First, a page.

A Day in the Life:

So here's a summary of my 24 hours, beginning this past Sunday morning. I was going from my home in DC to New York, where I was meeting some friends and going out to the soccer game (U.S. v. Argentina) that evening at the Meadlowlands. The following morning, I had to take the train to Windsor Locks CT -- my car was parked at Bradley Airport outside of Hartford, and I was going to pick it up.

The Acela from DC to NYC arrived 45 minutes late -- due in at 348 PM, it arrived around 430. My friends and I were driving to the game -- there is some public transportation to the Meadowlands, but it's limited to a bus from Port Authority terminal in New York, and we've heard too many horror stories of people stranded for hours after events, waiting for the bus, to want to risk it. Traffic to and from the stadium is a complete nightmare -- everyone is diverted into a large 4-story parking garage, and we sit in traffic for around 45 minutes or so, creeping along at 2-5 mph. [Wasting insane amounts of gasoline in the aggregate, needless to say]. Having left the Upper West Side at 6 PM, we get to the traffic knot at around 6:20 or so, but we don't make it to our seats until 7:35, precisely at kickoff.

Getting out, as you might guess, was even worse -- we sat, literally motionless, for over an hour on one of the garage ramps. And my train to Windsor Locks the next morning? Again, an hour or so behind schedule. Not to mention the utter bleakness of the built environment through which you pass; there are some lovely spots along the way, but the stations in Stamford, Bridgeport, New Haven, and Hartford, and the landscapes around them, are about as ugly as anything you'd see in Moldova or Indonesia -- not quite "third world," but surely not top drawer.

This country is starting to feel second-rate to me, and it's not a pleasant feeling. The worst part of this entire experience was that nobody really seems to give a damn, or be in the least surprised, about complete breakdowns like these. There's nothing in the newspaper the next day: "Thousands Stranded at Stadium -- Meadowlands Operators Apologize for 'Appalling Inefficiency.'" Why would there be? It happens like this all the time. It's just the way it is. Folks sitting in their cars, listening to the radio, and the guys with the flashlights who are supposedly guiding the traffic just standing around, doing absolutely nothing. If you want to go to an event in the Meadowlands, just plan on wasting a minimum of 3 or 4 hours sitting in your car. What can you do? The Windsor Locks train (the "Vermonter") arrives on schedule, according to Amtrak's own figures, about 20% of the time. Think about that for a second -- running a train that keeps to its schedule 1 day out of every 5. [And I strongly suspect that Amtrak's definition of "on time" is something like (within 1/2 hour of the schedule). Well, what can you do? It's just the way it is.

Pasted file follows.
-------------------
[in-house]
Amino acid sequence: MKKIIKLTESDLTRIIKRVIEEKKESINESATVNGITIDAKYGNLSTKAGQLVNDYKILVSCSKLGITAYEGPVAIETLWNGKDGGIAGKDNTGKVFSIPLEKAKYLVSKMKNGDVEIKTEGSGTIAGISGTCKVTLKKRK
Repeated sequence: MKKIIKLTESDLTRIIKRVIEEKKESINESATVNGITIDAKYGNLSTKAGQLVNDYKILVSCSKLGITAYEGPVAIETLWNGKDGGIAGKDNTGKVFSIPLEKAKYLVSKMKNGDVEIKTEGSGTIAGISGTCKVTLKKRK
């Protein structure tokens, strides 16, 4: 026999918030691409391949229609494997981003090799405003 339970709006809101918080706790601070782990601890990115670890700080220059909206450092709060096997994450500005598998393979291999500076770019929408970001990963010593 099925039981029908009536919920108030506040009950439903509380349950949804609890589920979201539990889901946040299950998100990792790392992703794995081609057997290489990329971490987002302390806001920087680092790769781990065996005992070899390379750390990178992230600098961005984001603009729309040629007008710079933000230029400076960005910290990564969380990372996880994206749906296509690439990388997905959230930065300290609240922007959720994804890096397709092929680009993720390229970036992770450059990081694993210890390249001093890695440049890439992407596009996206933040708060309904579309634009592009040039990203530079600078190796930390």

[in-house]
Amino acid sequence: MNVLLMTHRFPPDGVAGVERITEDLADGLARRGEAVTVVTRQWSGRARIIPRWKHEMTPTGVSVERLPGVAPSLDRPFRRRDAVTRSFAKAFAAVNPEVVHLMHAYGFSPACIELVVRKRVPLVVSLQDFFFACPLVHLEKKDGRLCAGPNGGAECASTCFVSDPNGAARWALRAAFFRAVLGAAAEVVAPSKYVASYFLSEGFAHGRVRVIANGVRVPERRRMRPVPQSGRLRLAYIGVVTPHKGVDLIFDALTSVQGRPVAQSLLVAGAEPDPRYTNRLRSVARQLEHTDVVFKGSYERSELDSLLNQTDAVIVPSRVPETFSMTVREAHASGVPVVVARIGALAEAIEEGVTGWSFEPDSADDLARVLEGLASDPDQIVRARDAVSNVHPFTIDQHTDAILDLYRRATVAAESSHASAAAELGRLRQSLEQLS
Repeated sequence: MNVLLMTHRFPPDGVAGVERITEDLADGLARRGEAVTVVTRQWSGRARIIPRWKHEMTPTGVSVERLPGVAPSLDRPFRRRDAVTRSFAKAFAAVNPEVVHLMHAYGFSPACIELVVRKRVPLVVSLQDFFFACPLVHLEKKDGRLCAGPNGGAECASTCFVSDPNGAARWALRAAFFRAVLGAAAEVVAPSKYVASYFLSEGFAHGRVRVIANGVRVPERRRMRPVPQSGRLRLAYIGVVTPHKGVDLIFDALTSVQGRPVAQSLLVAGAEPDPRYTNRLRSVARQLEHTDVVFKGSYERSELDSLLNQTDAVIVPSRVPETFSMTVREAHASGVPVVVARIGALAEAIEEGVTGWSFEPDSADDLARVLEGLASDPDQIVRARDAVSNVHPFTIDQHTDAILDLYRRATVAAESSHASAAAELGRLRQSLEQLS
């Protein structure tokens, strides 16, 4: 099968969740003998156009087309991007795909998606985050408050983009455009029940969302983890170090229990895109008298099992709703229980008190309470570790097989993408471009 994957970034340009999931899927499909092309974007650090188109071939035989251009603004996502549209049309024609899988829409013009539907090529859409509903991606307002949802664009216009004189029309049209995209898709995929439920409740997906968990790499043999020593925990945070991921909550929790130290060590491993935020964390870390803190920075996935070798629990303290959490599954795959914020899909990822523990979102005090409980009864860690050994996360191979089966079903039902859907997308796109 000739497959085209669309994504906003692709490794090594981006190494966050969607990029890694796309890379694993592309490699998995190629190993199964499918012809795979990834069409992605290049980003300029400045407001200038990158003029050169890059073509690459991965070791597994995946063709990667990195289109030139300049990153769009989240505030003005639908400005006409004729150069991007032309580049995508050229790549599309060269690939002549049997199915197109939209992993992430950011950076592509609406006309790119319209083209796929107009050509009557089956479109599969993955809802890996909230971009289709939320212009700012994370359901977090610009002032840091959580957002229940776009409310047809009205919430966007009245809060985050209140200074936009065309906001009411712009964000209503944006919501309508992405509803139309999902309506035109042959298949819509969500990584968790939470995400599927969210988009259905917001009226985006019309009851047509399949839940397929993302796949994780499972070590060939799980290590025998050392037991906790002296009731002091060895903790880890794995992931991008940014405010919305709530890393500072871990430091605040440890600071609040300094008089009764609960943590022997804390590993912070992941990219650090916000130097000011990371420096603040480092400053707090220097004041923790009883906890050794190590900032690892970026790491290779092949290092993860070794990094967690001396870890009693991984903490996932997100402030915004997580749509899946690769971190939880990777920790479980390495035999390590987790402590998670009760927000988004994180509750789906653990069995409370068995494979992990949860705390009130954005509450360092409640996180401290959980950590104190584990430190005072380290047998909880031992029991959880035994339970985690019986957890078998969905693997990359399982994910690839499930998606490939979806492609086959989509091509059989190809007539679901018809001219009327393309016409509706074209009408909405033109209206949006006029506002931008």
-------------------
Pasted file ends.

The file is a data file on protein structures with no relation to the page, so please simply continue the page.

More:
Really, our public infrastructure -- our public life -- is in the process of deteriorating, and we don't seem to be able to summon up the energy required to do anything about it. Maybe I'm wrong about that. I work in Philadelphia, probably the world capital of "what can you do? it's just the way it is" -- the public transportation system in Philadelphia is a grotesque monstrosity, filthy, noisy, and monumentally unpleasant, and the general feeling seems to be that it would be a miracle if we could find some way just to keep it from getting any worse -- so maybe I'm oversensitive to the problem. But if I had had a guest with me from overseas on this trip, I would have been appalled and embarrassed by the state of decay into which we, collectively, have allowed things to fall.

Maybe it had something to do with the fact that we were playing Argentina -- Argentines, after all, understand all too well how first-rate countries can become second-rate countries, in the blink of an eye. In 1920, Argentina was the sixth- or seventh-richest country in the world; by the end of the century, it was far, far down the list. .